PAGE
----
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The Dark Knight: Knight fall

The Batman legacy shines in its latest installment



Almost 20 years ago, Batman rescued cinematic superheroes from juvenile film fare and validated them as big-screen heroes with adult appeal. Director Tim Burton gave Batman a setting even more brooding and emblematic than the Caped Crusader. Glowering statues and looming architecture commanded Burton's vision of Gotham City as part cathedral, part Blade Runner, part urban hell.

The success of Burton's Batman taught some filmmakers the wrong lesson, though, and for most of the 1990s, superhero movies tried to out-gothic each other. It seemed as if every character with comic book roots crouched atop moonlit rooftops alongside monstrous gargoyles, and even spoofs such as Mystery Men featured baroque, hyper-stylized cityscapes.

Director Christopher Nolan clung to some of the unnecessary Burton trappings with his 2005 relaunch of the franchise, Batman Begins, but shifted to the psychology of the cowled vigilante. Nolan's second installment, the thrilling morality tale The Dark Knight, puts its priorities completely in order. The Dark Knight infuses the powerful, operatic emotions within the characters, while Gotham resembles a real-world city – or at least the metropolitan sink-hole of a 1970s cop drama like Serpico. Larger-than-life conflicts play out with grand intensity against a realistic setting, making The Dark Knight the best of the Batman films, and one of the four or five most compelling comic book movies ever made.

The Dark Knight's heroes and villains so fully embody ethical and social forces that their vivid costumes and ghoulish makeup almost prove superfluous. Millionaire Bruce Wayne, aka Batman (Christian Bale), uses high-tech gimmicks and ninja-type training to uphold social order outside the fallible legal system, represented, at its best, by the incorruptible Lt. Gordon (Gary Oldman). Batman quells crime so successfully that Gotham's underworld turns to an enigmatic sociopath called the Joker (Heath Ledger), whose ruthless determination and flair for theatricality match Gotham's masked protector.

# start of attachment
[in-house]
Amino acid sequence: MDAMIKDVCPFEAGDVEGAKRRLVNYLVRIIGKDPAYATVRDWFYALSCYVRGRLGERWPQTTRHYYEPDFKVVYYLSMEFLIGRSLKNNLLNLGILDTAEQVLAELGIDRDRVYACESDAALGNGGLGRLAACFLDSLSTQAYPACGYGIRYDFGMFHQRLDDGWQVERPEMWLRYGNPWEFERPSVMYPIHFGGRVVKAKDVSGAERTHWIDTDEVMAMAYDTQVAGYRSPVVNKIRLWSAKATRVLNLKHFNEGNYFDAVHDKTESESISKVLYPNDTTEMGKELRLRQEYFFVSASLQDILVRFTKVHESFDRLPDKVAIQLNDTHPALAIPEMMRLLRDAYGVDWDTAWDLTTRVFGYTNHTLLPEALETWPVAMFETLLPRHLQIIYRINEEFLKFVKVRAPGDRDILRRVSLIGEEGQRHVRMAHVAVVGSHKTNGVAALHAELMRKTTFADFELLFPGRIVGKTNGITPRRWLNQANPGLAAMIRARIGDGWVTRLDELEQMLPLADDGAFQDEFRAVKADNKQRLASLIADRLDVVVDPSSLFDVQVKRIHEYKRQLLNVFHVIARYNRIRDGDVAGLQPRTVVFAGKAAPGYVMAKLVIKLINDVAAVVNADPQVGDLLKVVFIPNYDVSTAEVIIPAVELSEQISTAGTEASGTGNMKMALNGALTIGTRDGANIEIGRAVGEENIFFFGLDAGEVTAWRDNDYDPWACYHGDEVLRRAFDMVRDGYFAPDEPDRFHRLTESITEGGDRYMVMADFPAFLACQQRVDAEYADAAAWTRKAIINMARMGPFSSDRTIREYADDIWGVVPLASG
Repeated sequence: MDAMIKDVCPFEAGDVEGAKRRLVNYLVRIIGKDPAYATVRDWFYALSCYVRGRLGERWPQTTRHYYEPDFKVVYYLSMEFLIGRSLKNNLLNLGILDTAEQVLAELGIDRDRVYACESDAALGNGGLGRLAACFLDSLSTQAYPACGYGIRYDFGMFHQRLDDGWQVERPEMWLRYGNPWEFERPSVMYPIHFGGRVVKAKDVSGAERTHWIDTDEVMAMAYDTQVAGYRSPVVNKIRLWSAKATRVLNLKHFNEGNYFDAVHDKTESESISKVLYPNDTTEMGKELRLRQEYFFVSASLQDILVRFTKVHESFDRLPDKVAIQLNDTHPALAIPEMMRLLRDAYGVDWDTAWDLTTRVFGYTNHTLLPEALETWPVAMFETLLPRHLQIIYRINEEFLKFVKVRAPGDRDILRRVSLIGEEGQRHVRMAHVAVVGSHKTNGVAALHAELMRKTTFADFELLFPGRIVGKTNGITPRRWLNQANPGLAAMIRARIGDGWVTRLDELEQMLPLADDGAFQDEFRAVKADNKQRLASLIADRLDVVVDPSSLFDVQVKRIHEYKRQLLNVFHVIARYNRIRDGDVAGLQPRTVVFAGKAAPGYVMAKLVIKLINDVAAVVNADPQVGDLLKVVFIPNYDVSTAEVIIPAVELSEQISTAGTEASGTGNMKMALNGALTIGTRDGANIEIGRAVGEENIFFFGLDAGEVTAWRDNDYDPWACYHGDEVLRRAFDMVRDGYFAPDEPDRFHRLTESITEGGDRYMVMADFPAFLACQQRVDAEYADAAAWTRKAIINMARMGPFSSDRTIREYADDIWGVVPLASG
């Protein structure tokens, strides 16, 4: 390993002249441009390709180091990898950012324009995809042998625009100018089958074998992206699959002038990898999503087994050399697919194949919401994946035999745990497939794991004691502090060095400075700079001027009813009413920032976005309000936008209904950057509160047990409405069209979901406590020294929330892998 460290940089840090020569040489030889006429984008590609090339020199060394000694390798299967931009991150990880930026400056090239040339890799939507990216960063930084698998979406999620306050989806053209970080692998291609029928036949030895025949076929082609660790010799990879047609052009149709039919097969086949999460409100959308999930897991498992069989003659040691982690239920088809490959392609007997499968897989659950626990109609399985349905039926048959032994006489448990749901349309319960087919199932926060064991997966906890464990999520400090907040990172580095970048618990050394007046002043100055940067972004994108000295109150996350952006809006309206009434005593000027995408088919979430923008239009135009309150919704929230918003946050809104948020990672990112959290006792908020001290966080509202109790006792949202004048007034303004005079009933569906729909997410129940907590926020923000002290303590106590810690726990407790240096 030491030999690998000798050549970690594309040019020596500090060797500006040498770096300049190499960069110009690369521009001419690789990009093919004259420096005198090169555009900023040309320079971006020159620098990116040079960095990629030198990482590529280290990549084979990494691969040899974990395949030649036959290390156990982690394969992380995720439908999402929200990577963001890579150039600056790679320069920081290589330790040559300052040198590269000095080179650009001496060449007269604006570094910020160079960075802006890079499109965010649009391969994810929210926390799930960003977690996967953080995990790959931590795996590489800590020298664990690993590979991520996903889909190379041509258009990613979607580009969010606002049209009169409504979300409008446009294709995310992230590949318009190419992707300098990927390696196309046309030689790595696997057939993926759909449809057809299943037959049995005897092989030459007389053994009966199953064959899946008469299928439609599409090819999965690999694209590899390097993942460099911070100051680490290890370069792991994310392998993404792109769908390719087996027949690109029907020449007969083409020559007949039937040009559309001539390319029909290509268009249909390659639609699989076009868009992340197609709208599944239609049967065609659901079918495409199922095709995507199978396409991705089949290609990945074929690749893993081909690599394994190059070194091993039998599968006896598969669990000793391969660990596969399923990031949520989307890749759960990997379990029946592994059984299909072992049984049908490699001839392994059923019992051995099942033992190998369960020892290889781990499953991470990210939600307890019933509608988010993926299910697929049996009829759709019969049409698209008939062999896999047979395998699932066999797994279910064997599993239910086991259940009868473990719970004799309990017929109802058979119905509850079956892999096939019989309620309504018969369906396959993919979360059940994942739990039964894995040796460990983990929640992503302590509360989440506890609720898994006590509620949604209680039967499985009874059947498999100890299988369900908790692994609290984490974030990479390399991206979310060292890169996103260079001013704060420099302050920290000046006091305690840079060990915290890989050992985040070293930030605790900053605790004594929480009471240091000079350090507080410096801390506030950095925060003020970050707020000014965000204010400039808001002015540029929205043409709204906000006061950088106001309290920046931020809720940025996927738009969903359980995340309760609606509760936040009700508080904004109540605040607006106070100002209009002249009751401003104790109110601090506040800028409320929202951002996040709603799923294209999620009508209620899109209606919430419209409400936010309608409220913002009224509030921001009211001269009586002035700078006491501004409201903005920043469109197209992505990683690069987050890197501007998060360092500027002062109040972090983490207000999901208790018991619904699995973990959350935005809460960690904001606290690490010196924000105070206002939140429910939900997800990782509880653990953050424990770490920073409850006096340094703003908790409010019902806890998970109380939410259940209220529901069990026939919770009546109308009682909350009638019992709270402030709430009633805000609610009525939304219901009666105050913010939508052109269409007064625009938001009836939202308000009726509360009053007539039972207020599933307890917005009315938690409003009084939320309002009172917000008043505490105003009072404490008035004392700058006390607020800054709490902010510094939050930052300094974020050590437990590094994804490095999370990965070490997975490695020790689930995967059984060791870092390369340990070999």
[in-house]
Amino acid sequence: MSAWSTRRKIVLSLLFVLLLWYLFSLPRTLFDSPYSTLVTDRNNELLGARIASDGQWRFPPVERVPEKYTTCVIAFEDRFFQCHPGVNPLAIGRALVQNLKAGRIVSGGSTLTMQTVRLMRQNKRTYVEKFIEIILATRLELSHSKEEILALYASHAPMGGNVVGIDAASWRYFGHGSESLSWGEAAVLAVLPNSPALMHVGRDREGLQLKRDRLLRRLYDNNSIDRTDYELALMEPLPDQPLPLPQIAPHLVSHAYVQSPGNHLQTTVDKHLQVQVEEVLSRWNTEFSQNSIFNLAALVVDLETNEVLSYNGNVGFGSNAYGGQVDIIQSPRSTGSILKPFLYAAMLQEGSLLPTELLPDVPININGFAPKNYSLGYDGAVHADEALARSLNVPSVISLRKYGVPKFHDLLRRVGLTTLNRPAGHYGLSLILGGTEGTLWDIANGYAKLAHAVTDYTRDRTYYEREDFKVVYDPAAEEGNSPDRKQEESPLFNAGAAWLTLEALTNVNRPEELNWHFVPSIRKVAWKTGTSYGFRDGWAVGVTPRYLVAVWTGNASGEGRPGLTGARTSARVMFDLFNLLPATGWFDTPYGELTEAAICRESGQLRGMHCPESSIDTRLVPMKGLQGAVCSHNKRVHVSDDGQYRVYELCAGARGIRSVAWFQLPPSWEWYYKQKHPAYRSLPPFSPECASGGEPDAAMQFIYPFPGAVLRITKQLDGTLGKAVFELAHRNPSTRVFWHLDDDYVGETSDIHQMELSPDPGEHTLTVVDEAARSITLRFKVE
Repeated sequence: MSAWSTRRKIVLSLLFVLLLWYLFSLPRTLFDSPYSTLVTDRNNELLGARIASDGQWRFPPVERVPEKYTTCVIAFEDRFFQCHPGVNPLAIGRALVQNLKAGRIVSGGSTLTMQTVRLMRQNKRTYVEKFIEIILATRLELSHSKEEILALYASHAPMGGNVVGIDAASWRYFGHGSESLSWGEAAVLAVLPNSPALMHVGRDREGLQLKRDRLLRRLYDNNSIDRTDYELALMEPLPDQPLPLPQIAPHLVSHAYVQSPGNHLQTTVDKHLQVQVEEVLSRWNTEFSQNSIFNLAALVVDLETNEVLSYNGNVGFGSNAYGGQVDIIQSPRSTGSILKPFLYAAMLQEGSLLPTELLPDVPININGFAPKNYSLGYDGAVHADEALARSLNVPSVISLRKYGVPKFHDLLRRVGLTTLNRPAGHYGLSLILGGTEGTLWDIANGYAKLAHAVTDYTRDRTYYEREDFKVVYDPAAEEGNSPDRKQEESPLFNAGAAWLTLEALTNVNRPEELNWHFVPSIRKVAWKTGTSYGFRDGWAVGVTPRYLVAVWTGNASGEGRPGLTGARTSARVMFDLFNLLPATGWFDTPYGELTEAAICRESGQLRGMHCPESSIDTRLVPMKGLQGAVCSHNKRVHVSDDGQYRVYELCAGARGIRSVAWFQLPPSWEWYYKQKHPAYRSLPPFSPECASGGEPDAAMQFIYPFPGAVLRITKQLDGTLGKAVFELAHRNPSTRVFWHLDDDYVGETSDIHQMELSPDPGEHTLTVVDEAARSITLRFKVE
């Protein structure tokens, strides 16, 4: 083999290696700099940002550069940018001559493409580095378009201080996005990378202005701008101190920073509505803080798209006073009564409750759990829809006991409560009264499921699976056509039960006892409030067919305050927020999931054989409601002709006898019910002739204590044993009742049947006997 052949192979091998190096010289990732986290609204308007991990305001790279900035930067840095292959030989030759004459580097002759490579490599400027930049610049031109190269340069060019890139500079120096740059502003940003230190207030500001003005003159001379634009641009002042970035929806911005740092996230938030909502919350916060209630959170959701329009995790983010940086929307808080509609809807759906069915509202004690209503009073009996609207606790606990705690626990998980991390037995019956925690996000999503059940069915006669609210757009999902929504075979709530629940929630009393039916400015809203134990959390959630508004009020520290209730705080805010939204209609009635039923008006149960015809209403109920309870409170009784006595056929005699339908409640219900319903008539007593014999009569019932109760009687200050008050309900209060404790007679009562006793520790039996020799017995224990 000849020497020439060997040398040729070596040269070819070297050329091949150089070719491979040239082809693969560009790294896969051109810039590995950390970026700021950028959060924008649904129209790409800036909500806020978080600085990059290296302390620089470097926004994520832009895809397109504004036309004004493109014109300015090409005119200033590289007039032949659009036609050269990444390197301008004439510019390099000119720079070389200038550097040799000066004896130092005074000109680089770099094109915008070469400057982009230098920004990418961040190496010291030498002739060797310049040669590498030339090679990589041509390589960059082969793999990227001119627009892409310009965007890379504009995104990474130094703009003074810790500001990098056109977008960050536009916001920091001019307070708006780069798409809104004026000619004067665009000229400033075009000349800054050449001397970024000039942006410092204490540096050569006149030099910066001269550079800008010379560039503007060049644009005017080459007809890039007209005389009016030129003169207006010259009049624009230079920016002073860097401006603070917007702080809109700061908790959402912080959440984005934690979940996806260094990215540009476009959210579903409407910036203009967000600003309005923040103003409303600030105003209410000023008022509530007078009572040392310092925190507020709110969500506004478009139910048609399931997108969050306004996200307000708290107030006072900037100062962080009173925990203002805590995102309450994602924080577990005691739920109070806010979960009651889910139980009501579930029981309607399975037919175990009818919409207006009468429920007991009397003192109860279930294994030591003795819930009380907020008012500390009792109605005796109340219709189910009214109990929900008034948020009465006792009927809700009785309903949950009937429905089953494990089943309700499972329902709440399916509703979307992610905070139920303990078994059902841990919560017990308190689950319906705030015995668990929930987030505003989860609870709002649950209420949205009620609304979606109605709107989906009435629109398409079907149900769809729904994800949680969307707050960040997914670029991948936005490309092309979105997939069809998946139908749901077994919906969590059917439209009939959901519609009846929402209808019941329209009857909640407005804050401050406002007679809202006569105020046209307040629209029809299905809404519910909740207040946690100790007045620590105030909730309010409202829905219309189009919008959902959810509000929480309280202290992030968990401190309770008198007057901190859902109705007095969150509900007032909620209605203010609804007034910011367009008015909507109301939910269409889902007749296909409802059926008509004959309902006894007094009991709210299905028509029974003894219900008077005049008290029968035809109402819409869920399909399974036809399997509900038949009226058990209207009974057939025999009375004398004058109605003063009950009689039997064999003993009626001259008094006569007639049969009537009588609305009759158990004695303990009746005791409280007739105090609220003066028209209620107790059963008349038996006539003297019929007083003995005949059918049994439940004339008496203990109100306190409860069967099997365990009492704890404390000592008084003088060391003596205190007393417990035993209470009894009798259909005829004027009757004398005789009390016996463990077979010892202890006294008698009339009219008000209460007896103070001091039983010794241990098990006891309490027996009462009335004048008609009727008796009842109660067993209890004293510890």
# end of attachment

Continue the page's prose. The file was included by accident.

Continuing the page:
Batman and the Joker don't just battle over Gotham's security, but for the soul of Harvey Dent (Aaron Eckhart), a fearless district attorney who proves to be the film's pivotal character. Harvey unwittingly becomes part of a romantic triangle with Bruce Wayne by dating his true love, attorney Rachel Dawes (Maggie Gyllenhaal, replacing Batman Begins' Katie Holmes, who isn't missed). Can Harvey's gang-busting abilities mitigate the need for an outlaw like Batman to be the city's champion? Or will fighting chaos leave Harvey too scarred to recognize good from evil? Audiences who know the coin-flipping character's fate will have a hint of Harvey's tragic dimensions.

The film's real-life tragedy is Heath Ledger's death – reportedly due to accidental drug overdose – after filming his role. The bitter irony is that Ledger's eerily charismatic portrayal could have launched the young Australian actor to a whole new career of playing bad guys and Steve Buscemi-esque character roles. Most portrayals of the Joker emphasize his clownish showmanship, and while Ledger holds back – he smacks his lips and rasps like a mobster from a 1930s crime film – his Joker turns out to be a philosophical sadist, intent on mind games with his adversaries, as well as destruction for its own sake.

Between the Joker's chilling antics and Harvey's inevitable fall, Batman can seem to be on the margins of his own movie, and Bale's guttural delivery in the bat mask may be the film's only major misstep. Fortunately, Nolan sets such an urgent pace that the plot's convolutions don't mystify us. The director has also gained a much greater command of action film vocabulary compared to the previous installment, and Hans Zimmer's and James Newtown Howard's pulsing soundtrack accompanies explosive set pieces.

The Dark Knight, with its violent portrayal of harsh moral sacrifices, offers a sharp contrast to Iron Man's sleekness and humor, which launched the summer movie season at the beginning of May. The two films make terrific bookends, however, each striking a clever balance between escapism and realism, between fantasy and familiarity. This year, comic book movies are the real thing.

For Curt's take on why the Joker is the best supervillain ever click here.

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